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Investors Want Companies to “Up Their Game” on ESG Reporting

After innovation and financial performance, ESG topics such as data security, corporate governance and reducing greenhouse gas emissions round out the top 5 priorities for investors, according to PwC’s 2022 Global Investor Survey. However, investors have pointed to “effectiveness and reporting gaps” in these key ESG priorities which raise concerns for their ability to assess business risks and opportunities and ultimately allocate capital. 

The study surveyed 227 global investment professionals and conducted extensive interviews with investors and analysts across five countries to gather insights into the macro issues that will impact company performance and gain clarity on what measures organizations should take to help investors.   

ESG ratings and scores, sustainability disclosures and alternative data rank in the bottom three as valuable sources used by investors to assess company performance. Investors say there is an underlying mistrust of these reports as 87% believe there is at least “some greenwashing” with 46% indicating greenwashing occurs to a “large or very large extent.” About 7 out of 10 investors are looking for more comprehensive reporting including:

  • The financial cost to meet the sustainability goals the company established

  • The effects of sustainability risks and opportunities on the financial statement assumptions

  • The relevance of sustainability initiatives to the overall business model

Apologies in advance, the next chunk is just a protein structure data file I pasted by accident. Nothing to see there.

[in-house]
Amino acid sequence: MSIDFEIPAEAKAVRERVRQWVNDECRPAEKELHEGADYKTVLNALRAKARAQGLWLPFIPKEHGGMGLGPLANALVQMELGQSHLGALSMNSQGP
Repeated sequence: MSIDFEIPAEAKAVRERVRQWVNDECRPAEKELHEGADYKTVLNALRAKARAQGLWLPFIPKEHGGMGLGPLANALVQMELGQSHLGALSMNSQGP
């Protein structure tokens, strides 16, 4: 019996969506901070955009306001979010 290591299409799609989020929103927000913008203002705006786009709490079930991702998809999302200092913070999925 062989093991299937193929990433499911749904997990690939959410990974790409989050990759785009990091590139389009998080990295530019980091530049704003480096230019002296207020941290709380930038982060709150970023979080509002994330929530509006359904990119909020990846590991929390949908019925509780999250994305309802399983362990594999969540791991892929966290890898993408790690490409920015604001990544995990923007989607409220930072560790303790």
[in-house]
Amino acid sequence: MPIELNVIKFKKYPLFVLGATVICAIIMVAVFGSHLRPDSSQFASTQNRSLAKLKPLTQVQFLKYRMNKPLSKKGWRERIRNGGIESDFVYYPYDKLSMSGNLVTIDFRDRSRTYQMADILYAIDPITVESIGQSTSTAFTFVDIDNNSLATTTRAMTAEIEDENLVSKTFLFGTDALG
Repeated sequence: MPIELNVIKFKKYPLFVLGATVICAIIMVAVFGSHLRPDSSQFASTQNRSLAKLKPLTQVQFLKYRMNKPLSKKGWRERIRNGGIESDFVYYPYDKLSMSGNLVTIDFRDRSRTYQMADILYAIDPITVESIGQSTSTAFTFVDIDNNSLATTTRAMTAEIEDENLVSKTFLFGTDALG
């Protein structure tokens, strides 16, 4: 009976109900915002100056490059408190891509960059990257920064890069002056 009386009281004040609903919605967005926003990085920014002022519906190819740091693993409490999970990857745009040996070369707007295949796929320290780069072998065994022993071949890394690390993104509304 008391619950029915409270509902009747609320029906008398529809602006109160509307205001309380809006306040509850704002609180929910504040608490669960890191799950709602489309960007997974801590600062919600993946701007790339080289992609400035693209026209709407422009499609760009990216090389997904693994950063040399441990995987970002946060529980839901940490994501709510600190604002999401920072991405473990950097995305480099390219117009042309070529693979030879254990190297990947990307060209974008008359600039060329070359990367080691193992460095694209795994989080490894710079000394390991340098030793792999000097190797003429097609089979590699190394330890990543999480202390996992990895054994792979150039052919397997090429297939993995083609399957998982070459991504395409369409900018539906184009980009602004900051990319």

• An understanding of the governance and oversight over sustainability risks and opportunities

The importance of including environmental costs is critical as investors were asked their willingness to accept a lower rate of return on investment for a company that undertakes activities that have a beneficial impact on society or the environment. Only 27% of respondents said yes, with 46% saying no and 28% “neutral.” Results for a similar question asking if a lower rate of return is acceptable if the company undertakes issues relevant to its business’ performance and prospects barely garnished more support, with 29% saying yes, 40% no and a surprising 31% “neutral.” 

 Beyond the financial impact of investing in environmental goals, investors are overwhelmingly looking for assurance that ESG reporting stacks up to a company’s audited financial statement and is recognized as a reliable tool that confirms the company “has actually done what is says it has done.” In addition, investors are looking for independent reasonable assurance opinions and subject matter experts that can provide external certifications to help ascertain the maturity of the company’s overall processes and provide professional skepticism.

Published on: January 20, 2023

Authors: Megan Wolf

Topics: ESG and Diversity & Inclusion

Megan Wolf

Director, Practice, HR Policy Association and Center On Executive Compensation

Detailed Bio

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